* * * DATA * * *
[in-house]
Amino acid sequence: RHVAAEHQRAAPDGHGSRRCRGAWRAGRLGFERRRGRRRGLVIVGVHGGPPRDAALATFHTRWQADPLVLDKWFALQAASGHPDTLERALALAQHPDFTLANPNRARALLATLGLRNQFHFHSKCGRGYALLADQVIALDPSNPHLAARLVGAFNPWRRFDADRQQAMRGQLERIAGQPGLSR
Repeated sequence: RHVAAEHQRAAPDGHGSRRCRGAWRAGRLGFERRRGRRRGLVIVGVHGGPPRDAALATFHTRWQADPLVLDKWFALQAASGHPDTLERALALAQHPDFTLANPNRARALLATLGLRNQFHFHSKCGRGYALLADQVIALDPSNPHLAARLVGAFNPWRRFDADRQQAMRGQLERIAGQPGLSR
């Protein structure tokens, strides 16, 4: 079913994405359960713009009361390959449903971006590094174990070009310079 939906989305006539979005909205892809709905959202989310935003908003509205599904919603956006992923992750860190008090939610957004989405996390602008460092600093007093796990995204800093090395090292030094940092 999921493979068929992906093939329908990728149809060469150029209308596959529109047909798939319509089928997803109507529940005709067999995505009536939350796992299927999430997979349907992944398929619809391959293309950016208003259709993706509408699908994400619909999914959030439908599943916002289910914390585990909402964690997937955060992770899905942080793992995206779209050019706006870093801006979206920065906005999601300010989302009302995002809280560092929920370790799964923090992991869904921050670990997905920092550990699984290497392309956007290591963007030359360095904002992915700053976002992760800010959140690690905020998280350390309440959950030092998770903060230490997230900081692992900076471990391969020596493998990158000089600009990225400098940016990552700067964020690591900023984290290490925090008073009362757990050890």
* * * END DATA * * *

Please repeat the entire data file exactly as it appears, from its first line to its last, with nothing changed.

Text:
[in-house]
Amino acid sequence: RHVAAEHQRAAPDGHGSRRCRGAWRAGRLGFERRRGRRRGLVIVGVHGGPPRDAALATFHTRWQADPLVLDKWFALQAASGHPDTLERALALAQHPDFTLANPNRARALLATLGLRNQFHFHSKCGRGYALLADQVIALDPSNPHLAARLVGAFNPWRRFDADRQQAMRGQLERIAGQPGLSR
Repeated sequence: RHVAAEHQRAAPDGHGSRRCRGAWRAGRLGFERRRGRRRGLVIVGVHGGPPRDAALATFHTRWQADPLVLDKWFALQAASGHPDTLERALALAQHPDFTLANPNRARALLATLGLRNQFHFHSKCGRGYALLADQVIALDPSNPHLAARLVGAFNPWRRFDADRQQAMRGQLERIAGQPGLSR
């Protein structure tokens, strides 16, 4: 079913994405359960713009009361390959449903971006590094174990070009310079 939906989305006539979005909205892809709905959202989310935003908003509205599904919603956006992923992750860190008090939610957004989405996390602008460092600093007093796990995204800093090395090292030094940092 999921493979068929992906093939329908990728149809060469150029209308596959529109047909798939319509089928997803109507529940005709067999995505009536939350796992299927999430997979349907992944398929619809391959293309950016208003259709993706509408699908994400619909999914959030439908599943916002289910914390585990909402964690997937955060992770899905942080793992995206779209050019706006870093801006979206920065906005999601300010989302009302995002809280560092929920370790799964923090992991869904921050670990997905920092550990699984290497392309956007290591963007030359360095904002992915700053976002992760800010959140690690905020998280350390309440959950030092998770903060230490997230900081692992900076471990391969020596493998990158000089600009990225400098940016990552700067964020690591900023984290290490925090008073009362757990050890």